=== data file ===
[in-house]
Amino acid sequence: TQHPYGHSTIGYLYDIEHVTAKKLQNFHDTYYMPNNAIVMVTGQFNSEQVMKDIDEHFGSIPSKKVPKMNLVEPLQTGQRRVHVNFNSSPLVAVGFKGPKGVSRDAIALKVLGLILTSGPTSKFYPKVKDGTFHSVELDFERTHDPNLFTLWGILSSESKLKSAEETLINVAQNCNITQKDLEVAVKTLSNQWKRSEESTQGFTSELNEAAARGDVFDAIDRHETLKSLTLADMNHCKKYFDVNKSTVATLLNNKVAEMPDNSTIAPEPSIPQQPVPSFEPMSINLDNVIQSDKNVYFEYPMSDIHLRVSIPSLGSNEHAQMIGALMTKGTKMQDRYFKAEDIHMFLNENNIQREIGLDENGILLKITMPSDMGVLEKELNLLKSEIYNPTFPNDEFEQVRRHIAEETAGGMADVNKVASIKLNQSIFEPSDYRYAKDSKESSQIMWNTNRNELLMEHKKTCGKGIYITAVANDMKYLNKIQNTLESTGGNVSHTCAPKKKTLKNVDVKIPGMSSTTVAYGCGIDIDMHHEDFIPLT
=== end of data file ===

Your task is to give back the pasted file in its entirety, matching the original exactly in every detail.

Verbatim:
[in-house]
Amino acid sequence: TQHPYGHSTIGYLYDIEHVTAKKLQNFHDTYYMPNNAIVMVTGQFNSEQVMKDIDEHFGSIPSKKVPKMNLVEPLQTGQRRVHVNFNSSPLVAVGFKGPKGVSRDAIALKVLGLILTSGPTSKFYPKVKDGTFHSVELDFERTHDPNLFTLWGILSSESKLKSAEETLINVAQNCNITQKDLEVAVKTLSNQWKRSEESTQGFTSELNEAAARGDVFDAIDRHETLKSLTLADMNHCKKYFDVNKSTVATLLNNKVAEMPDNSTIAPEPSIPQQPVPSFEPMSINLDNVIQSDKNVYFEYPMSDIHLRVSIPSLGSNEHAQMIGALMTKGTKMQDRYFKAEDIHMFLNENNIQREIGLDENGILLKITMPSDMGVLEKELNLLKSEIYNPTFPNDEFEQVRRHIAEETAGGMADVNKVASIKLNQSIFEPSDYRYAKDSKESSQIMWNTNRNELLMEHKKTCGKGIYITAVANDMKYLNKIQNTLESTGGNVSHTCAPKKKTLKNVDVKIPGMSSTTVAYGCGIDIDMHHEDFIPLT